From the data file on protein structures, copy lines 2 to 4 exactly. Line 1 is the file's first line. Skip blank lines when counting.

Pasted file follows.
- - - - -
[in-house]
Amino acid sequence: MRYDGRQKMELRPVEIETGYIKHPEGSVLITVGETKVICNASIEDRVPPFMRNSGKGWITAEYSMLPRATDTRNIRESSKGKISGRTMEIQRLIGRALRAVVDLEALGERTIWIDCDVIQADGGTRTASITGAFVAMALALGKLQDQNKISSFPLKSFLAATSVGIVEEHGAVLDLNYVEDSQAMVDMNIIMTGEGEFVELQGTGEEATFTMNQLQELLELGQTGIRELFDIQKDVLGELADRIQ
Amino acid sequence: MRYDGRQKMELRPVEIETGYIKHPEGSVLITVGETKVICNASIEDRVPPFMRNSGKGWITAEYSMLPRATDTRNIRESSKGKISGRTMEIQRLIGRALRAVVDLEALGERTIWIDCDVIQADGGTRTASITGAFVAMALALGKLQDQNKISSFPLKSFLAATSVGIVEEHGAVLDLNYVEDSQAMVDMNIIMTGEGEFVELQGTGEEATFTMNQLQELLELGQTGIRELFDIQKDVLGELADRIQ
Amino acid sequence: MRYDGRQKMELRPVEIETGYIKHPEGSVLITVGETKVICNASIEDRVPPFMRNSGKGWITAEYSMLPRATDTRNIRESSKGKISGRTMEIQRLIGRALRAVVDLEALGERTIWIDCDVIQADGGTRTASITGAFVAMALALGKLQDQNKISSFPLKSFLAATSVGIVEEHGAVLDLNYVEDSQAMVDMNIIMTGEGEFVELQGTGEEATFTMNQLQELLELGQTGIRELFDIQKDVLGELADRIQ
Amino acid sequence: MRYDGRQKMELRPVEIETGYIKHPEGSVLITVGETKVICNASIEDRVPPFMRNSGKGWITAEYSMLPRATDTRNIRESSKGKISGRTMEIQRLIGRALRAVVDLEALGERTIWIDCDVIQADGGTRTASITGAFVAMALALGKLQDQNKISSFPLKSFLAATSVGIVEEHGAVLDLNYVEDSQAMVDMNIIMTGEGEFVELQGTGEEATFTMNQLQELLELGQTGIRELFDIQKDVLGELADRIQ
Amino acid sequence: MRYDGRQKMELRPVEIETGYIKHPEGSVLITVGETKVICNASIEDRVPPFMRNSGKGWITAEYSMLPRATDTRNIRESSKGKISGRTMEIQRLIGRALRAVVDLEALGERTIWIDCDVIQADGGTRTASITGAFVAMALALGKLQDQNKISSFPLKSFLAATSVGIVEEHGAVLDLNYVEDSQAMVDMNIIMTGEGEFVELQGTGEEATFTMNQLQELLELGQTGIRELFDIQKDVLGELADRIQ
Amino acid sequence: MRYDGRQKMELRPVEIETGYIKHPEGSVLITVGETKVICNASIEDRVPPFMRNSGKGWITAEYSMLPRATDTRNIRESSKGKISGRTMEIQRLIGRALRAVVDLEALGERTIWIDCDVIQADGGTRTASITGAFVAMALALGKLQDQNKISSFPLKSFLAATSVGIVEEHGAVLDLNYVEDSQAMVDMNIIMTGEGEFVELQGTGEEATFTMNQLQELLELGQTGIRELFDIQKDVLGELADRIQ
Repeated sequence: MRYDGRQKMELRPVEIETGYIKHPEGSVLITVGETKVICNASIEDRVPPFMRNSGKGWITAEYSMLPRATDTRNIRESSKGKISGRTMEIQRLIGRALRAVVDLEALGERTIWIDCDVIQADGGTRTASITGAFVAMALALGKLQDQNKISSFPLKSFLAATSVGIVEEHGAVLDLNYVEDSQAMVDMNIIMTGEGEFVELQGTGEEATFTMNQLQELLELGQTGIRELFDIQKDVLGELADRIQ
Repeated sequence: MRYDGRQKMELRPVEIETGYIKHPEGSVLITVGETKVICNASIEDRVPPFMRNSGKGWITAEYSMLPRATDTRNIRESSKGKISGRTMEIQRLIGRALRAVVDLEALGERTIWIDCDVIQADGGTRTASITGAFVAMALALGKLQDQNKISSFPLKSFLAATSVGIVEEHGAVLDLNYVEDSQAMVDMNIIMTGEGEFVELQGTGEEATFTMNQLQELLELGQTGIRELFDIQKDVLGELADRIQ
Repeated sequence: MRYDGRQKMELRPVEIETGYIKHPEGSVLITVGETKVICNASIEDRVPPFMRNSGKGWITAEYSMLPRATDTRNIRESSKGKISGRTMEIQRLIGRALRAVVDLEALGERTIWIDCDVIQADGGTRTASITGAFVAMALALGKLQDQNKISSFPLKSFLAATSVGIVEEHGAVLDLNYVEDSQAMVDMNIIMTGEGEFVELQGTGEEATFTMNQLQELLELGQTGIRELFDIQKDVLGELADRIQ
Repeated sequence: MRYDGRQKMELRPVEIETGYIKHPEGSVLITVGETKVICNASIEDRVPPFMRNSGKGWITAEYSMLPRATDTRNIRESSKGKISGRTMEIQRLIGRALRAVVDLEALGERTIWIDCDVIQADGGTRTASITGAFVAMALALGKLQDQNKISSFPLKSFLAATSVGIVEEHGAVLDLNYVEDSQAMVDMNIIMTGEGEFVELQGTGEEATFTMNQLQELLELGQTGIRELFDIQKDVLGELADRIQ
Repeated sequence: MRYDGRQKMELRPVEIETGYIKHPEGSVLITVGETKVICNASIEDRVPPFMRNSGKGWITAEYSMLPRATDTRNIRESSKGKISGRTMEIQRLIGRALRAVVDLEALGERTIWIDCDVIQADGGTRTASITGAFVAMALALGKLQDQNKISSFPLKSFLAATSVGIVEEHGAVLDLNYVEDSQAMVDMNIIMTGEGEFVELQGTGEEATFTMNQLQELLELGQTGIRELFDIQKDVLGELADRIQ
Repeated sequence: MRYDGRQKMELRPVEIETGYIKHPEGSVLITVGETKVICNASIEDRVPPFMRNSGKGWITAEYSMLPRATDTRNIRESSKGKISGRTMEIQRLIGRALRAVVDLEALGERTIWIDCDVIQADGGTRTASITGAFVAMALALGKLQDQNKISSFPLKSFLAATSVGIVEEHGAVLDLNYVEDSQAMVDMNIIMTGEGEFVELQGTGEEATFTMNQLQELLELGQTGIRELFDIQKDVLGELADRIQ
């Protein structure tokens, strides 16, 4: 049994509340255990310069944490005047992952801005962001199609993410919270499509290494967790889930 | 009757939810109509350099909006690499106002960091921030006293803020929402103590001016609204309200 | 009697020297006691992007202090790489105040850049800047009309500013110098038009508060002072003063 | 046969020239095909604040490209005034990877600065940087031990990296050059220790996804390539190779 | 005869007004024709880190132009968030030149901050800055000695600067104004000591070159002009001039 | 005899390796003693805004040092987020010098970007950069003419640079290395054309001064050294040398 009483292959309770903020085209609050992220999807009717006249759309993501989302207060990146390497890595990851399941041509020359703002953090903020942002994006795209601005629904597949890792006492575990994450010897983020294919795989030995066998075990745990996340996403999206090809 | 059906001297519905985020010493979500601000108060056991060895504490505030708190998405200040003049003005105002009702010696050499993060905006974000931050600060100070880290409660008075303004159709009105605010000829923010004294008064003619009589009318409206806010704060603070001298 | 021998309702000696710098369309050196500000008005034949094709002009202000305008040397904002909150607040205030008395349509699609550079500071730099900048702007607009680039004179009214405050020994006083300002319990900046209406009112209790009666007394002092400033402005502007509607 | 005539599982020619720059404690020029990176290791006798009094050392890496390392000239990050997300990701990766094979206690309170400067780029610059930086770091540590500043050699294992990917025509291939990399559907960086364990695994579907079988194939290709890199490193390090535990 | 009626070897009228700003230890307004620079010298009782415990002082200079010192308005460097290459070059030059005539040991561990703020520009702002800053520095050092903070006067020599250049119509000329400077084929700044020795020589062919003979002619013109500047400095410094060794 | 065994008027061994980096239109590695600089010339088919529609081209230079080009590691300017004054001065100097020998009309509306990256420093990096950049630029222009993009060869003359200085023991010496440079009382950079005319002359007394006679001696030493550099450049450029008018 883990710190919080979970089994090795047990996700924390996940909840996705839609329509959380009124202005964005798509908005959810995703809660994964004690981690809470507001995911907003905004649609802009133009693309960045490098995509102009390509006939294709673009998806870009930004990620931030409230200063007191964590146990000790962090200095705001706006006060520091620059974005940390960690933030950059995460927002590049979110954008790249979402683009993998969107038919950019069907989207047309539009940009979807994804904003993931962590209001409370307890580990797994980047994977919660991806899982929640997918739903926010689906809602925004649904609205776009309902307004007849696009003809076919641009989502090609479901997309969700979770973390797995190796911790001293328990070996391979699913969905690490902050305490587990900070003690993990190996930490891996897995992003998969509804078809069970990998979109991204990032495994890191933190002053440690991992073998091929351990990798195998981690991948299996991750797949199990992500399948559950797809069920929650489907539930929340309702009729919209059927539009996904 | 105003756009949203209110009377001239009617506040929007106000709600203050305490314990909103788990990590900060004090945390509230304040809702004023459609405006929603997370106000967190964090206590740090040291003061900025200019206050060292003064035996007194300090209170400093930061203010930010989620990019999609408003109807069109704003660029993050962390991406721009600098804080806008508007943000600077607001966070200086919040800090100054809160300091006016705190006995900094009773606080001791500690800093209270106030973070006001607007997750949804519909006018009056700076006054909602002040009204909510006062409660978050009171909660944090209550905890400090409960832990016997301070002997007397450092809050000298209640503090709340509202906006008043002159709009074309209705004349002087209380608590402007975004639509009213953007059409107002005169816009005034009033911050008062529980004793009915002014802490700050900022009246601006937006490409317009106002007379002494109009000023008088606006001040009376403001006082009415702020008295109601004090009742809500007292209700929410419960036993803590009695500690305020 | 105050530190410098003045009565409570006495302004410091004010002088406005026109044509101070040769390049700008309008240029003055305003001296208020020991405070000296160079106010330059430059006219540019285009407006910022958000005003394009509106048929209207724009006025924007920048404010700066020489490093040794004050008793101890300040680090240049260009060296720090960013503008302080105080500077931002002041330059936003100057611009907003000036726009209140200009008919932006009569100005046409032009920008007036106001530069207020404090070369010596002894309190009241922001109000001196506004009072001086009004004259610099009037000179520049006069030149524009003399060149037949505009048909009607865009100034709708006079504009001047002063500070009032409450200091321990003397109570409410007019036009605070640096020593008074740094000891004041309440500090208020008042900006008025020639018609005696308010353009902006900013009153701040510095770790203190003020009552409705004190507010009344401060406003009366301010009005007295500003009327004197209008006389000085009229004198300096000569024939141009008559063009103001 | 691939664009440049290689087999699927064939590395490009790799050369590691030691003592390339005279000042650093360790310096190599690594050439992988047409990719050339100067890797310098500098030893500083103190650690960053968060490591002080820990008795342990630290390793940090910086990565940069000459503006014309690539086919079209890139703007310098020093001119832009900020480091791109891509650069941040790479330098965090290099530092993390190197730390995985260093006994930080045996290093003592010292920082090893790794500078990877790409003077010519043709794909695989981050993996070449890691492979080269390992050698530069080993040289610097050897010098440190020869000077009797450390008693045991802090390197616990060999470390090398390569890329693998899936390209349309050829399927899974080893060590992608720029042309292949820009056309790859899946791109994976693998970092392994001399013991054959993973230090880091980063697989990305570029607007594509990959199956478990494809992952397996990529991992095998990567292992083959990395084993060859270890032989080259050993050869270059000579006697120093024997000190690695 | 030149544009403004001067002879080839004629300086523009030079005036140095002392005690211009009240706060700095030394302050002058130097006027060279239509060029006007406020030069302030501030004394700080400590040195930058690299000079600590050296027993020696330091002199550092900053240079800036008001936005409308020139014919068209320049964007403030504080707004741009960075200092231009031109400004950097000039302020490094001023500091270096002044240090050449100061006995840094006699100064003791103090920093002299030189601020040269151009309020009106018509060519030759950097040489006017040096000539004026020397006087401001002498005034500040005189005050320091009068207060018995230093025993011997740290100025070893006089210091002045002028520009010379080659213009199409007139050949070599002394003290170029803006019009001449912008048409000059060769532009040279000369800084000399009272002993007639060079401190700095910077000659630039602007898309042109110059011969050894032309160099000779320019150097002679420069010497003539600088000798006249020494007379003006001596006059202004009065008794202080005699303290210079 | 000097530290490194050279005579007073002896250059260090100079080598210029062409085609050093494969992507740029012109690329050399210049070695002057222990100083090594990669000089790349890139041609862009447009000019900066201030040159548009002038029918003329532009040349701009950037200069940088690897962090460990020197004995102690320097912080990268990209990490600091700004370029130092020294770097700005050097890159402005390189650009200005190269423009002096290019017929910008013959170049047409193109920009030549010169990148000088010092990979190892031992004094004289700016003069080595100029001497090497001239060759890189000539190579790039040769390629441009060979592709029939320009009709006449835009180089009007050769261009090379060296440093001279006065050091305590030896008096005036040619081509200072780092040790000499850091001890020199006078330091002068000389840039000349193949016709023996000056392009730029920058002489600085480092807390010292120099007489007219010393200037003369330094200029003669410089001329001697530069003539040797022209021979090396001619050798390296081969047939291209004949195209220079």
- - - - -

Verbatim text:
Amino acid sequence: MRYDGRQKMELRPVEIETGYIKHPEGSVLITVGETKVICNASIEDRVPPFMRNSGKGWITAEYSMLPRATDTRNIRESSKGKISGRTMEIQRLIGRALRAVVDLEALGERTIWIDCDVIQADGGTRTASITGAFVAMALALGKLQDQNKISSFPLKSFLAATSVGIVEEHGAVLDLNYVEDSQAMVDMNIIMTGEGEFVELQGTGEEATFTMNQLQELLELGQTGIRELFDIQKDVLGELADRIQ
Amino acid sequence: MRYDGRQKMELRPVEIETGYIKHPEGSVLITVGETKVICNASIEDRVPPFMRNSGKGWITAEYSMLPRATDTRNIRESSKGKISGRTMEIQRLIGRALRAVVDLEALGERTIWIDCDVIQADGGTRTASITGAFVAMALALGKLQDQNKISSFPLKSFLAATSVGIVEEHGAVLDLNYVEDSQAMVDMNIIMTGEGEFVELQGTGEEATFTMNQLQELLELGQTGIRELFDIQKDVLGELADRIQ
Amino acid sequence: MRYDGRQKMELRPVEIETGYIKHPEGSVLITVGETKVICNASIEDRVPPFMRNSGKGWITAEYSMLPRATDTRNIRESSKGKISGRTMEIQRLIGRALRAVVDLEALGERTIWIDCDVIQADGGTRTASITGAFVAMALALGKLQDQNKISSFPLKSFLAATSVGIVEEHGAVLDLNYVEDSQAMVDMNIIMTGEGEFVELQGTGEEATFTMNQLQELLELGQTGIRELFDIQKDVLGELADRIQ